Install Nginx and a StartSSL Certificate on Debian 7 (Wheezy)

Updated by Ryan Laverdiere Contributed by Ryan Laverdiere

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This guide is going to show you how to install the latest stable version of Nginx on Debian Wheezy. It will also deploy a free SSL certificate from StartSSL that will get you an A on the Qualys SSL Labs SSL Server Test. In order to achieve an “A” on the test, we are going to configure Nginx to prefer server ciphers, only use strong ciphers, and disable vulnerable protocols SSLv2 and SSLv3.

Prerequisites

This article assumes that you already have Debian 7 Wheezy running on a Linode. If you do not, follow the Getting Started guide and them come back here.

Please note, in order to obtain an SSL certificate for your Linode, you must have registered a domain name, and have access to an email account like webmaster@yourdomain.com. This is necessary for StartSSL to verify that you have control of the domain you are requesting an SSL certificate for.

All of the commands below should be executed as the root user.

Add the Nginx Debian Repository to Your Linode Package Sources

  1. Create a new file in /etc/apt/sources.list.d/ that instructs the package manager to download packages from the Nginx repositories using your favorite text editor. Here we’ll use nano, but you could also use vi or emacs. If you have not used Nano before, I highly recommend reading Using Nano before continuing.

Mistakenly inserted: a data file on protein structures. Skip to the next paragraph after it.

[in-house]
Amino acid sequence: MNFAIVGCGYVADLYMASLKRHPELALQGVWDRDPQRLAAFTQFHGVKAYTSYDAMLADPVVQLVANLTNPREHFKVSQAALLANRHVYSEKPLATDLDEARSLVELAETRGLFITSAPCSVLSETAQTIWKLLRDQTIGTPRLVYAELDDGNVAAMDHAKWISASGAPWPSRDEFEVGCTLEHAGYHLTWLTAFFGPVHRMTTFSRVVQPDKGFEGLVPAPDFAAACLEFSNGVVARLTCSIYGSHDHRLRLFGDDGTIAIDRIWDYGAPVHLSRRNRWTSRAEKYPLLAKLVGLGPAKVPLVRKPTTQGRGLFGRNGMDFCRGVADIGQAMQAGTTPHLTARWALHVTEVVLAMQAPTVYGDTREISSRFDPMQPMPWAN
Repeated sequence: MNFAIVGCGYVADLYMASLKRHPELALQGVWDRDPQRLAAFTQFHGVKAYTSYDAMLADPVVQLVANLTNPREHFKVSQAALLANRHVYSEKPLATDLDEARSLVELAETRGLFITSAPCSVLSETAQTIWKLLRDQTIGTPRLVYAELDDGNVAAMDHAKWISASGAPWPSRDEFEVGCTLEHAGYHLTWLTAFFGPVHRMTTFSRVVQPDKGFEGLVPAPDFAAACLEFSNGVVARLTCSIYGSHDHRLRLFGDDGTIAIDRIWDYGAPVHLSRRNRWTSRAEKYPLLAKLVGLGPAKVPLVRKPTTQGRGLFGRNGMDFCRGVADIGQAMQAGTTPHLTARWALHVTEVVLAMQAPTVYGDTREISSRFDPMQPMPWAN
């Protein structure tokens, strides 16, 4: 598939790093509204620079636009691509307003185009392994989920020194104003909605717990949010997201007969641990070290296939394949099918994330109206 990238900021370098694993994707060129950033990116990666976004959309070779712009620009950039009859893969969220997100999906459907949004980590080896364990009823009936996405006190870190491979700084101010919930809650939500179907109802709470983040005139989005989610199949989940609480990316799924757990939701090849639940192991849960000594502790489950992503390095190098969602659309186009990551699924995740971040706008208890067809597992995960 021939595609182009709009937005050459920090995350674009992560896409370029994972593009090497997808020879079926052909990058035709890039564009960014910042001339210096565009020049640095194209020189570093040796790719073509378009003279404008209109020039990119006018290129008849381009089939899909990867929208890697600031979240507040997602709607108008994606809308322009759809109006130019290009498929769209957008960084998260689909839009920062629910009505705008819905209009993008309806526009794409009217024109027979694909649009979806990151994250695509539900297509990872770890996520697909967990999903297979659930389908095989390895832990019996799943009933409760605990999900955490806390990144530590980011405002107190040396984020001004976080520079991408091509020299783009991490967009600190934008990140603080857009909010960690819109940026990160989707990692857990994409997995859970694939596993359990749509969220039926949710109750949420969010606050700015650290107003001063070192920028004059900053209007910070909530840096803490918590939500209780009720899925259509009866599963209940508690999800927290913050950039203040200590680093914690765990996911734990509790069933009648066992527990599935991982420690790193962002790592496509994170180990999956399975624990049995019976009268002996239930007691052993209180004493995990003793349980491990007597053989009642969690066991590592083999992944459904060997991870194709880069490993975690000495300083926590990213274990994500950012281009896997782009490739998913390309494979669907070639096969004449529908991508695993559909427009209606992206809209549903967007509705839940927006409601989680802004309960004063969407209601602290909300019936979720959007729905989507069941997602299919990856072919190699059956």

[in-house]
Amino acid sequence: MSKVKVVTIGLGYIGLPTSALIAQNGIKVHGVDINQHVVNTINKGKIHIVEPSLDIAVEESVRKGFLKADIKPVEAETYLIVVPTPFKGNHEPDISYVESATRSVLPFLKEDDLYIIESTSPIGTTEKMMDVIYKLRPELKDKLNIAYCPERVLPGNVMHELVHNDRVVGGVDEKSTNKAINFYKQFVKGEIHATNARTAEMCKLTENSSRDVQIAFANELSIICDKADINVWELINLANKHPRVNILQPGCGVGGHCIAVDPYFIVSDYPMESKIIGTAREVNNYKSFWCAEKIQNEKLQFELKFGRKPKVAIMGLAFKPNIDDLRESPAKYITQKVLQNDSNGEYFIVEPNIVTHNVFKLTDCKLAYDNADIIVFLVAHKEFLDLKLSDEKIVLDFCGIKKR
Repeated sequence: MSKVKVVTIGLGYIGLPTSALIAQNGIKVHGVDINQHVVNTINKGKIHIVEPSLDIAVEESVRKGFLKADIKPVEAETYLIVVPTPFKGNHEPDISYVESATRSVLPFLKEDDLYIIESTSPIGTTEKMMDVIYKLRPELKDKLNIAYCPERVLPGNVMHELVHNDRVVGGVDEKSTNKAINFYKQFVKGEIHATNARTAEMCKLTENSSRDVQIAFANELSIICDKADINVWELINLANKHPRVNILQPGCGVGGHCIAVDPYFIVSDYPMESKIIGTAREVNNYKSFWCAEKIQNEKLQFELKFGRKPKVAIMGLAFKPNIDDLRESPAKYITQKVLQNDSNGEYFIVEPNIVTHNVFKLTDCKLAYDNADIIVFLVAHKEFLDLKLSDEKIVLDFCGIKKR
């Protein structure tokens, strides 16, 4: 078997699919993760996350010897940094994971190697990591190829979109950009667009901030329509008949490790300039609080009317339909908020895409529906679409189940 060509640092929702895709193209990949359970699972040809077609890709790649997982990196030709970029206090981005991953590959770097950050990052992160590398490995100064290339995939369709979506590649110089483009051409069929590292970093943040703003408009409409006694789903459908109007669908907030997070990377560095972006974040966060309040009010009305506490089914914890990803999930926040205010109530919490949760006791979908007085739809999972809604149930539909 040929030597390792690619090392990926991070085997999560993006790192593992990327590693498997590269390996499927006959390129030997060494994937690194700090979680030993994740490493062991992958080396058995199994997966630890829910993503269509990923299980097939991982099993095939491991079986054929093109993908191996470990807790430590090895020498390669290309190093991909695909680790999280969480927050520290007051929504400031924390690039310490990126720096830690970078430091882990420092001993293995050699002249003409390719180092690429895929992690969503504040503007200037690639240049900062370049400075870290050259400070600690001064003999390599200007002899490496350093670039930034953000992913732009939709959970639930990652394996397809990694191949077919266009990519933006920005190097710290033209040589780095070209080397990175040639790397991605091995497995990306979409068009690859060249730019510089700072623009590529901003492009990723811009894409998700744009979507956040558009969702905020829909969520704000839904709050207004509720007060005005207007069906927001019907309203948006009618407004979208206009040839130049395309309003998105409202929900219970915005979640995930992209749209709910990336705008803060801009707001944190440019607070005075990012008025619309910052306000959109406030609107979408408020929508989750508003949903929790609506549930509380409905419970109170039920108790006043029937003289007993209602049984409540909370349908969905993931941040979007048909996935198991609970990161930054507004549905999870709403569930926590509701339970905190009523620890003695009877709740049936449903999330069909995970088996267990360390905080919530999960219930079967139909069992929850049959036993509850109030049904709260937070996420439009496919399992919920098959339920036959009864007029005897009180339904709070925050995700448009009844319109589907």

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    nano /etc/apt/sources.list.d/nginx.list
    
  2. Add the following lines to the file. Save your changes and exit your text editor.

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    deb http://nginx.org/packages/debian/ wheezy nginx
    deb-src http://nginx.org/packages/debian/ wheezy nginx
    
  3. Download the PGP key used to sign the packages in the Nginx repository using wget:

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    wget http://nginx.org/keys/nginx_signing.key
    
  4. Import the PGP key into the keyring used by the package manager to verify the authenticity of packages downloaded from the repository:

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    apt-key add nginx_signing.key
    
  5. Delete the PGP key from the file system:

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    rm nginx_signing.key
    
  6. Update your list of available packages:

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    apt-get update
    

Install Nginx

  1. Instruct the package manager to install the Nginx package:

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    apt-get install nginx
    

Generate a Private Key and Certificate Signing Request (CSR)

  1. Create a directory to store your certificate and private key. On Debian systems, the default location for storing certificates and private keys is in /etc/ssl/. To keep things simple we are going to create a new /etc/ssl/nginx directory to store your certificate and private key for Nginx:

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    mkdir /etc/ssl/nginx
    
  2. Navigate to the newly created directory:

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    cd /etc/ssl/nginx
    
  3. Generate a 2048 bit RSA private key. If you are paranoid you could change 2048 to 4096 to create a 4096 bit private key. Currently, most certificate authorities are requring customers to use a 2048 bit or higher RSA private key.

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    openssl genrsa -out server.key 2048
    
  4. Generate a certificate signing request (CSR). When prompted for a Common Name, be sure to enter the domain name that you will be using to access your Linode, all other fields can be filled as you see fit. Optionally, you may enter a sub domain, for instance www.yourdomain.com. This must be a domain that you have control over and which you can receive email sent to webmaster@yourdomain.com. Any certificate issued for yourname.yourdomain.com is also valid for yourdomain.com.